topics: Christopher Columbus, French and Italian Riviera, Alfred Nobel and the Nobel Prizes; jump to dispatch

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Rider Notes: May 29-30, 1998

Food of the Day: western Ligurian specialties

On the evening of our brief stay in San Remo (see the Rider Notes), we headed straight for a small pub-like restaurant to try some of the local sanremesi specialties. Welcomed with flair by a smiley man full of too many languages, we were seated at a table and treated to one of everything on the very short menu: zucchini squares fresh out of the oven, süpa dé sévüle (basically a French onion soup - the thick oniony broth with bread and melted cheese floating on top), ménéstrün áü péstü (minestrone soup with pesto, a creative combination of an Italian staple - minestrone - and a regional specialty - pesto), and stücafissu (a basic and delicious thick fish stew).

As we are discovering about foods found in areas close to cultural or political frontiers, they often reflect a mix of influences that we greatly appreciate. Thick like many French dishes but flavored like Italian cuisine, the foods of this meal were a treat.

Person of the Day: Christopher Columbus

Almost every American school child knows that in 1492, Christopher Columbus sailed the ocean blue. And, in truth, on August 3 of that year, he took off under the patronage of the Spanish king and queen, Ferdinand and Isabella, to find a westward route around the world to India. In three famous ships - the Niña, Pinta, and Santa María - he and his crew set sail across the Atlantic Ocean from the west coast of Spain, and two months later, on October 12, landed at Watling Island in what is now the Bahamas, thus marking the first European "discovery" of the Americas. Later on the same trip he moved forward to Cuba and Hispaniola (today's Haiti and Dominican Republic).

Known originally as Cristoforo Colombo (and Cristóbal Colón in Spanish), young Christopher was a native of Genova (born in 1451) and just as intrigued by the activity of the 15th century port as his peers. Given this and his captivation by the tales told in Marco Polo's "Book of Sir Marco Polo," it should come as no surprise that he went off to Portugal to become a master mariner. Upon returning to Genova and having the authorities there think his project to sail west too ambitious, he turned to the Spaniards who took the bait.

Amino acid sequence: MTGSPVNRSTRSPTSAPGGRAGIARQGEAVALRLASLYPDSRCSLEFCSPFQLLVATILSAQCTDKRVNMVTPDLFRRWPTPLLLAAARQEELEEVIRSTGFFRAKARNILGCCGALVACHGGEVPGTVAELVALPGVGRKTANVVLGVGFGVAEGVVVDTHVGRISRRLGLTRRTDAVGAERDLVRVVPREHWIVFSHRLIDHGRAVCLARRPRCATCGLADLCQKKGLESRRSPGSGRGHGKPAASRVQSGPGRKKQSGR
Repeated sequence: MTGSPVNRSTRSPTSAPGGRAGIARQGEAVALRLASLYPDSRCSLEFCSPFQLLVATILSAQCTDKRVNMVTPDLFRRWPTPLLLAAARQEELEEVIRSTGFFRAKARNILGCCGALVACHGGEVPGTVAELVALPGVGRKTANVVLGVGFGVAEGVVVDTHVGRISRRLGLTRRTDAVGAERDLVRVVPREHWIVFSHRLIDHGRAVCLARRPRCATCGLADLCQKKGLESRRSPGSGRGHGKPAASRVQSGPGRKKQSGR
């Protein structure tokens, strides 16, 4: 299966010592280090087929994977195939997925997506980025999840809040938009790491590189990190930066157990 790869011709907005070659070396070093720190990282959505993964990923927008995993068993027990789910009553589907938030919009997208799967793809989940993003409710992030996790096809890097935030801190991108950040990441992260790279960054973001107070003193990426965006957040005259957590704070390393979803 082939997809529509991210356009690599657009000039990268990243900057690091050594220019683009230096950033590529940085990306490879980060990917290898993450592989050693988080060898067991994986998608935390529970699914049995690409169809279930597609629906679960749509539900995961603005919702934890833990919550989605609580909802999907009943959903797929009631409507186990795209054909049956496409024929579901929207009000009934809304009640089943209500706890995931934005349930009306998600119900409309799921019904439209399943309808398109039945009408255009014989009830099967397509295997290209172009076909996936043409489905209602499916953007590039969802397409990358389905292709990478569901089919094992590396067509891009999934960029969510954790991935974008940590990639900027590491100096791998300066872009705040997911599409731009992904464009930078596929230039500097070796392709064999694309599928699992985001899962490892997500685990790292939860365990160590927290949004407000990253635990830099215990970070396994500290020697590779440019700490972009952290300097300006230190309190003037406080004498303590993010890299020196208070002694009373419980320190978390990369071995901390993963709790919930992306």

Over twelve years, Columbus made a total of four trips to the New World, making landings in the Bahamas, Cuba, Hispaniola, Puerto Rico, Jamaica, Trinidad, Venezuela, and along the coast of Central America all the way to Colombia. Early in his career after his discoveries, he was made admiral and governor general of the new territories. However, in 1500 he was replaced as governor and sent back to Spain in chains to account for his abominable handling of the native peoples inhabiting the lands he found. He was eventually freed and made his last trip from 1502-4. He died in Spain in 1506 a bitter, neglected, and forgotten man who still had no idea that he had landed on a completely new continent. (He thought he had made it to Asia.)

While today many people celebrate him as a master navigator and a hero, his reputation as a harsh governor who treated non-colonists with a harsh and heavy hand has been brought to light again.

Place of the Day: Riviera dei Fiori

The Riviera is the famous and fashionable Mediterranean coast in southeastern France and northern Italy reputed for the quality of its sun, scenery, beaches and tourists. click to view a photograph The most famous stretches of the Riviera are those found in or near the resorts of Nice, Cannes, and Saint-Tropez (along the French Côte d'Azur), Monte Carlo (in Monaco), and Rapallo, Portofino and San Remo (in Italy).

Unbeknownst to many people, certain stretches of coast are also known by other names. For example, the stretch of beach we have paralleled since Genova is called both the Riviera di Ponente and the Riviera dei Fiori. "Ponente" refers to the wind that, in its season, blows from the west (as opposed to the "levante" which blows from the Levant or the east); "fiori" is the Italian word for "flowers" and, indeed, the coast we saw was in full late-Spring bloom. click to view a photograph This area is also called the Riviera of Flowers because of the developed flower-growing industry that produce some of the most expensive bouquets in Europe!